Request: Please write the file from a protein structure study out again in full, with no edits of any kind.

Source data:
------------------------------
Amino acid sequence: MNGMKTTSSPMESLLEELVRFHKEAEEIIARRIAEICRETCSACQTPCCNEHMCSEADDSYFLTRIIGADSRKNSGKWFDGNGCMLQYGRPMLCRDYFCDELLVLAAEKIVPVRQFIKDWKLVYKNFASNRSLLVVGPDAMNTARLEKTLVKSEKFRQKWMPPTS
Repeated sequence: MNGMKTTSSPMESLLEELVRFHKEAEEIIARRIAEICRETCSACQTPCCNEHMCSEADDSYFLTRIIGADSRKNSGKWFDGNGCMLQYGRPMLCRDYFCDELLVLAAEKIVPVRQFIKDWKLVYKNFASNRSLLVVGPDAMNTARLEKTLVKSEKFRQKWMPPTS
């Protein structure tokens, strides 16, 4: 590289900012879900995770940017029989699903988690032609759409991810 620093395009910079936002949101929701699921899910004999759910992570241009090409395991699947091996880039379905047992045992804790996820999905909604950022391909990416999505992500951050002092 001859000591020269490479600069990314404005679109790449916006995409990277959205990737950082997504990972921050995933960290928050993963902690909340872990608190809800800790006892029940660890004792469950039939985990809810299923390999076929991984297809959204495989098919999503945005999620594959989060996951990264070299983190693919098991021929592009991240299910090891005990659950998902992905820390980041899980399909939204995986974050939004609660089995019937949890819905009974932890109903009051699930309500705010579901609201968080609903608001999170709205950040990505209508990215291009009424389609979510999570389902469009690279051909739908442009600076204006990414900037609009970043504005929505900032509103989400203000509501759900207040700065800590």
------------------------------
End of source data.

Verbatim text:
Amino acid sequence: MNGMKTTSSPMESLLEELVRFHKEAEEIIARRIAEICRETCSACQTPCCNEHMCSEADDSYFLTRIIGADSRKNSGKWFDGNGCMLQYGRPMLCRDYFCDELLVLAAEKIVPVRQFIKDWKLVYKNFASNRSLLVVGPDAMNTARLEKTLVKSEKFRQKWMPPTS
Repeated sequence: MNGMKTTSSPMESLLEELVRFHKEAEEIIARRIAEICRETCSACQTPCCNEHMCSEADDSYFLTRIIGADSRKNSGKWFDGNGCMLQYGRPMLCRDYFCDELLVLAAEKIVPVRQFIKDWKLVYKNFASNRSLLVVGPDAMNTARLEKTLVKSEKFRQKWMPPTS
């Protein structure tokens, strides 16, 4: 590289900012879900995770940017029989699903988690032609759409991810 620093395009910079936002949101929701699921899910004999759910992570241009090409395991699947091996880039379905047992045992804790996820999905909604950022391909990416999505992500951050002092 001859000591020269490479600069990314404005679109790449916006995409990277959205990737950082997504990972921050995933960290928050993963902690909340872990608190809800800790006892029940660890004792469950039939985990809810299923390999076929991984297809959204495989098919999503945005999620594959989060996951990264070299983190693919098991021929592009991240299910090891005990659950998902992905820390980041899980399909939204995986974050939004609660089995019937949890819905009974932890109903009051699930309500705010579901609201968080609903608001999170709205950040990505209508990215291009009424389609979510999570389902469009690279051909739908442009600076204006990414900037609009970043504005929505900032509103989400203000509501759900207040700065800590």